Daily Management Review

Date For Fresh Payments And Discussion On Debt Is Uncertain Even As Greece Agrees To New Reforms


Date For Fresh Payments And Discussion On Debt Is Uncertain Even As Greece Agrees To New Reforms
After Greece exits its third bailout program, new measures worth of 2 percent of gross domestic product by the end of the decade has been agreed to be put in place by the country’s government.
However, doubts about Greece's ability to repay creditors in July is raised as there is no scheduled date for new payments to Athens. Furthermore, the process of discussions on debt restructuring are set to be complex and long and they are yet to begin.
After the Greek government agreed to legislate reforms affecting the country's pension system and widen the country's tax base, there’s been “significant progress” in talks with the later, Eurogroup President Jeroen Dijsselbloem said.
An EU official said that technical teams will be able to conclude the second bailout review after the Greek government implements the pledged reforms following the Eurogroup agreement.
Greece will receive fresh disbursements from the 86 billion euro ($91.40 billion) bailout program once that review is finalized.
"We don't know dates for disbursements," the official said. It all depends on how quickly Greece legislates the new reform package.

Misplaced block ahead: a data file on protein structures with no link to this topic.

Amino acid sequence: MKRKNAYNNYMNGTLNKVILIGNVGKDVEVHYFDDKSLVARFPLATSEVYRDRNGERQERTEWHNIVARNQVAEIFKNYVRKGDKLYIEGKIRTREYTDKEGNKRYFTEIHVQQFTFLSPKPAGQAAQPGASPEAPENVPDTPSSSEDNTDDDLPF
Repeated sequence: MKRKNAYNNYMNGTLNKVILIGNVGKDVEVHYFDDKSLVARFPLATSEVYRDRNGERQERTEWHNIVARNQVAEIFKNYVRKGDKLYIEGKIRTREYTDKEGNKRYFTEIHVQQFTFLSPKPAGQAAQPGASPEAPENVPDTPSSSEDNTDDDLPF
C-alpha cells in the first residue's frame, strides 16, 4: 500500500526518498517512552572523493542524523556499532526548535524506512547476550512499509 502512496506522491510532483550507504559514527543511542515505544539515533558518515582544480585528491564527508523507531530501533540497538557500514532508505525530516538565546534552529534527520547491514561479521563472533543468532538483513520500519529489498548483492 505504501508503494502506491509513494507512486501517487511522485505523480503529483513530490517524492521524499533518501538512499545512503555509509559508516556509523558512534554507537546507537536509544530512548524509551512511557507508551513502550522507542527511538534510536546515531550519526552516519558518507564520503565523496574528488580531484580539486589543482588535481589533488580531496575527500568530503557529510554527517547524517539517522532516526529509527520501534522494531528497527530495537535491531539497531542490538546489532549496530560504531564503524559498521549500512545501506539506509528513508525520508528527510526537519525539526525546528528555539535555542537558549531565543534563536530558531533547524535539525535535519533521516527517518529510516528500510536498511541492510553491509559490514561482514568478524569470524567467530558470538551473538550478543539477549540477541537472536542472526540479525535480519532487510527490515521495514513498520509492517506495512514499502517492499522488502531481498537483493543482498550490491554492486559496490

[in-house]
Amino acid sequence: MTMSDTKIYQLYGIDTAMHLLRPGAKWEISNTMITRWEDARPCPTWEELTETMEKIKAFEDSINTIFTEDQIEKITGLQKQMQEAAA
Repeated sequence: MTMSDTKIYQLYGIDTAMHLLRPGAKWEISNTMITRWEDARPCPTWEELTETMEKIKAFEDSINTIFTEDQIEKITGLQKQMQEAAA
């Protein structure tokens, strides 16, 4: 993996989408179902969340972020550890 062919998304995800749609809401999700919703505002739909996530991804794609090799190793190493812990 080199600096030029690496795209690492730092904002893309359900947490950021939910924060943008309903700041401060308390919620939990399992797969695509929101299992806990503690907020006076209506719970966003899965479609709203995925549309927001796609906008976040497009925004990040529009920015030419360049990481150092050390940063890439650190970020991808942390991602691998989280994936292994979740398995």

Without new money coming in, Greece will struggle to repay 8 billion euros ($8.51 billion) it owes governments and private investors due next July, analysts have said.
"My guess is that the Greek government got a stern warning from the ECB(European Central Bank)/Bank of Greece that a further impasse would have meant a severe hit to the economy via capital outflows," Claus Vistesen, chief euro zone economist at Pantheon Macroeconomics, told CNBC via email about Friday's agreement.
"We have to be skeptical of course that a reform pledge for 2019 and 2020 will actually be carried out, but it plugs a hole for now," he added.
But assuming that Athens follows through with the pledged commitments, the big hurdle in Greek bailout talks comes after the conclusion of the review.
"We will start discussing the Greek debt, and that's going to be a very complicated discussion," the official said.
The country's debt need to be more manageable, before it joins the Greek bailout, the International Monetary Fund has said. At the same time, to give credibility to the program, European creditors want the IMF involved in the Greek process.
And since the program began, Greece's euro creditors, Greece and the IMF have been plagued by this issue. This is because, before the program concludes in 2018, there's been strong opposition from European countries to grant significant debt relief.
In order to ensure that the reforms agreed so far will reduce Greece's debt, the IMF will conduct a new debt sustainability analysis even though it has already agreed that debt relief can be applied after 2018. The Fund will join the bailout financially if that's the case.
"As for the IMF, I would assume that they are in … otherwise I don't see the Eurogroup agreeing to this. Another way to put it is that they haven't said, as far as I can see at least, that they're out. So I have to assume that they're in," Pantheon's Vistesen said about the IMF's participation.

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